Between Certification and Competence: A Search for Balance

Between Certification and Competence: A Search for Balance

A couple of days ago, I shared my thought on how certificates don’t confirm your competence on a job. Your results on the job do. Wale Olusi, an analyst, and friend added his view in a confirmatory comment while Emmanuel Akindoyin wrote a concise but detailed follow-up piece on it too. I think I need to add a little more to the discourse. This is what birthed this piece.

I was heading home from work two days ago when I received a text message from one of my mentees who is a student of the Federal University, Otuoke, Bayelsa State. He sent the message to inform me about his semester result. He had done well and he was proud to inform me about it. I was equally impressed by his performance.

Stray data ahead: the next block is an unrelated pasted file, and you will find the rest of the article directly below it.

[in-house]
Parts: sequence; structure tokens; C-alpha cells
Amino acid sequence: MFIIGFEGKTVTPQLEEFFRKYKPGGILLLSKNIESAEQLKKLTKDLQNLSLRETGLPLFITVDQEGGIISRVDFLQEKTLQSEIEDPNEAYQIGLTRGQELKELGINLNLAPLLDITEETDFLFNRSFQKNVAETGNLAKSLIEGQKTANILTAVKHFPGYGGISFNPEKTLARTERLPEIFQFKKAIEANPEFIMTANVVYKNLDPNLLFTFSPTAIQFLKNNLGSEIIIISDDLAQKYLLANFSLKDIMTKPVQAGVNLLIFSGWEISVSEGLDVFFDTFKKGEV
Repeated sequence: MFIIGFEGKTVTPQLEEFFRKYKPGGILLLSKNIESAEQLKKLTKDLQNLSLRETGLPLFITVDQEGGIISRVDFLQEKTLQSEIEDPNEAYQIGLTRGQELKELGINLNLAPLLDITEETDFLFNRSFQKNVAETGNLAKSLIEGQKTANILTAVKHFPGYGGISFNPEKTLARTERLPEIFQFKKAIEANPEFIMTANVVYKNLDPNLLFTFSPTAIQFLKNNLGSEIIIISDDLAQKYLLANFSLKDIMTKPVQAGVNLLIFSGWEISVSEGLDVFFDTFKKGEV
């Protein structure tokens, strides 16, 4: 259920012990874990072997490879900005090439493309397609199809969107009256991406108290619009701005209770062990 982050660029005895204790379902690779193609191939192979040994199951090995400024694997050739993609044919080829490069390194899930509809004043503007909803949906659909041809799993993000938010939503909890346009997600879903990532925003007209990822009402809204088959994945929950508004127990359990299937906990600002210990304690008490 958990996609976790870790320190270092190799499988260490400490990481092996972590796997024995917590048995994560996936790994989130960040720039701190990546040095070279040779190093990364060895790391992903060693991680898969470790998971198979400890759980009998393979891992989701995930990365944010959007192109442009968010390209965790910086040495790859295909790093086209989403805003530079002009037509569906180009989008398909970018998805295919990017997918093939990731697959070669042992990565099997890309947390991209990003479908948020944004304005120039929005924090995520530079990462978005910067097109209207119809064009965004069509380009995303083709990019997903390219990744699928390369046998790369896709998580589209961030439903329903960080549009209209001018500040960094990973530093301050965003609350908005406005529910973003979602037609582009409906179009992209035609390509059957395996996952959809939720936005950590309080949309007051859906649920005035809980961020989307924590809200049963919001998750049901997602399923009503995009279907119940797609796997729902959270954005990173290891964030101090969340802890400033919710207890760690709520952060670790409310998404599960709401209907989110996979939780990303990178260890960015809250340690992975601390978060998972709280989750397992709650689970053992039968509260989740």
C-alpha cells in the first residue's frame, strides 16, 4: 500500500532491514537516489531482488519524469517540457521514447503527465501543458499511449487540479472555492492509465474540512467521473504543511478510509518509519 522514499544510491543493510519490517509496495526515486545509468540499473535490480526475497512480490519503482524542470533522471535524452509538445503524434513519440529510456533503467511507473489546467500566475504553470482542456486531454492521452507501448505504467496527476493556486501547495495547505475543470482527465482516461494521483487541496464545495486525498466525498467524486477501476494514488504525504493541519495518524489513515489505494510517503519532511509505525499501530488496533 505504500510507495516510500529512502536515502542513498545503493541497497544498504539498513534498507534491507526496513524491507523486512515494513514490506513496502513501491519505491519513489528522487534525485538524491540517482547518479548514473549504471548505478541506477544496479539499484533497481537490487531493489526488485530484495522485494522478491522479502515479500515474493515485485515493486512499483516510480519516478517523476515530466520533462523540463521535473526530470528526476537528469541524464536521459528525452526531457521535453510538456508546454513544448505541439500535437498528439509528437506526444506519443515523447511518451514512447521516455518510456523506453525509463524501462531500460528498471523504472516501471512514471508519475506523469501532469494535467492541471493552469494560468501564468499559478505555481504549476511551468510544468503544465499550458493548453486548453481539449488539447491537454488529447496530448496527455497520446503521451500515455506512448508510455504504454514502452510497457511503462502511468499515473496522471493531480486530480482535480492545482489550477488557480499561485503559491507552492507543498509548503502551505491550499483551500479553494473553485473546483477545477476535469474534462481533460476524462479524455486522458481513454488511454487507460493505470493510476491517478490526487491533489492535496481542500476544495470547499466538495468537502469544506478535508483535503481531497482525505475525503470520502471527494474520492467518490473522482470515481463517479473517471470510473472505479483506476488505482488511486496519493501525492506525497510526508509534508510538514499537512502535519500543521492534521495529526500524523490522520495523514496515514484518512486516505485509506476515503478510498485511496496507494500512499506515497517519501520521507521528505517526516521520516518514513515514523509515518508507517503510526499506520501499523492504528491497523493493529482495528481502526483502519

Then I sent a reply to commend him and to also know his current academic standing. He replied and I told him: “Raise it (his current academic standing) with enough A’s. It shouldn’t drop any further henceforth. Then make sure you learn a skill in addition to your academics. Skills rule these days. Good night.”

I am an accountant and as one who knows what rules in practice, I needed to tell Japan, as he was nicknamed, that he should equally give attention to skill development. He will need the skills so much as he needs the academic result to break through the labour market if he chooses a non-entrepreneurial route. Whichever way, he needs the skills.